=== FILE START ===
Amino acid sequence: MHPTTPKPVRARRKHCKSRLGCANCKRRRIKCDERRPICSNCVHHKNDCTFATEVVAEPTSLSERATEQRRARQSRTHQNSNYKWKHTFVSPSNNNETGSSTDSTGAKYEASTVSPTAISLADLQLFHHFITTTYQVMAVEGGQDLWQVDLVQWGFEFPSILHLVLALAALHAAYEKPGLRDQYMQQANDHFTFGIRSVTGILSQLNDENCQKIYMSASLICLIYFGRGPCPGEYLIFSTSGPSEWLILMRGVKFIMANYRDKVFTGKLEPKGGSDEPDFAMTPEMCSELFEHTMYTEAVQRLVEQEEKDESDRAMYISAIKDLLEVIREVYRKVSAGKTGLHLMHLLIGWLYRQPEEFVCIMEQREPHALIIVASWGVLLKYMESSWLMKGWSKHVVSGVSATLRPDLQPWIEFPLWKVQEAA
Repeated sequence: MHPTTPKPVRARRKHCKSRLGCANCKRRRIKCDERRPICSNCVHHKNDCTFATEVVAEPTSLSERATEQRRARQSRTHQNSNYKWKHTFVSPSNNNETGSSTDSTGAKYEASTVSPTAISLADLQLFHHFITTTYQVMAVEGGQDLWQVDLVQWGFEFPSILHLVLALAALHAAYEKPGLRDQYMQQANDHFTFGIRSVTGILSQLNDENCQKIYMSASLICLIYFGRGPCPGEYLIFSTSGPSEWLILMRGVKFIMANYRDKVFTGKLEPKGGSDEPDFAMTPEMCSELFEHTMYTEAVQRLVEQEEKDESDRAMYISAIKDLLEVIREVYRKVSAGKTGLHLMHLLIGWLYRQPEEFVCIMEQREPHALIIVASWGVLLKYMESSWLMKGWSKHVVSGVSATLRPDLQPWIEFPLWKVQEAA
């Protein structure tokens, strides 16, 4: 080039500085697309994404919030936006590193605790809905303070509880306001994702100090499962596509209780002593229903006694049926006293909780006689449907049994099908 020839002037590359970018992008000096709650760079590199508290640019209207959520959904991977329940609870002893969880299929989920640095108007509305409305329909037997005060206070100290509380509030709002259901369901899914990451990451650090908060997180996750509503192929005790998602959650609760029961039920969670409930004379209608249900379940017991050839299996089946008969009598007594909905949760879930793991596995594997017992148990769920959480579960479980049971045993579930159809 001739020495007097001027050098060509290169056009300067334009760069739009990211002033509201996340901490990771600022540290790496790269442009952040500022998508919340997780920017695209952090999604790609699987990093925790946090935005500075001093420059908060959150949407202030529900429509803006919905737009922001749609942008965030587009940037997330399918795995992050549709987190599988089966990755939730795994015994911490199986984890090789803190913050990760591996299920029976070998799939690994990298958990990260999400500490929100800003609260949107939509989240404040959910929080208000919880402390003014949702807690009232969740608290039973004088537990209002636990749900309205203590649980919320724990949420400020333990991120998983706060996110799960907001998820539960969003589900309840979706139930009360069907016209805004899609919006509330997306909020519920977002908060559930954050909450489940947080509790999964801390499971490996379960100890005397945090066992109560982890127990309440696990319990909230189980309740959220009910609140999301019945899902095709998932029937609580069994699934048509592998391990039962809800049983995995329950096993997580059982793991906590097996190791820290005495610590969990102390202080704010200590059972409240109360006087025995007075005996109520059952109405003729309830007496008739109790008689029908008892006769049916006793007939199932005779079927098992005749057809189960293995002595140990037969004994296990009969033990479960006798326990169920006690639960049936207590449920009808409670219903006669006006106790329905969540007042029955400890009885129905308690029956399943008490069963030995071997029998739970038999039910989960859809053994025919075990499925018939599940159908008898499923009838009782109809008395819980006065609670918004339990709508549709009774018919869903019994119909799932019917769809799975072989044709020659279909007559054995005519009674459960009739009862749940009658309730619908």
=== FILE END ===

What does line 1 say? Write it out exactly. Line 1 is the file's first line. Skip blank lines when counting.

Amino acid sequence: MHPTTPKPVRARRKHCKSRLGCANCKRRRIKCDERRPICSNCVHHKNDCTFATEVVAEPTSLSERATEQRRARQSRTHQNSNYKWKHTFVSPSNNNETGSSTDSTGAKYEASTVSPTAISLADLQLFHHFITTTYQVMAVEGGQDLWQVDLVQWGFEFPSILHLVLALAALHAAYEKPGLRDQYMQQANDHFTFGIRSVTGILSQLNDENCQKIYMSASLICLIYFGRGPCPGEYLIFSTSGPSEWLILMRGVKFIMANYRDKVFTGKLEPKGGSDEPDFAMTPEMCSELFEHTMYTEAVQRLVEQEEKDESDRAMYISAIKDLLEVIREVYRKVSAGKTGLHLMHLLIGWLYRQPEEFVCIMEQREPHALIIVASWGVLLKYMESSWLMKGWSKHVVSGVSATLRPDLQPWIEFPLWKVQEAA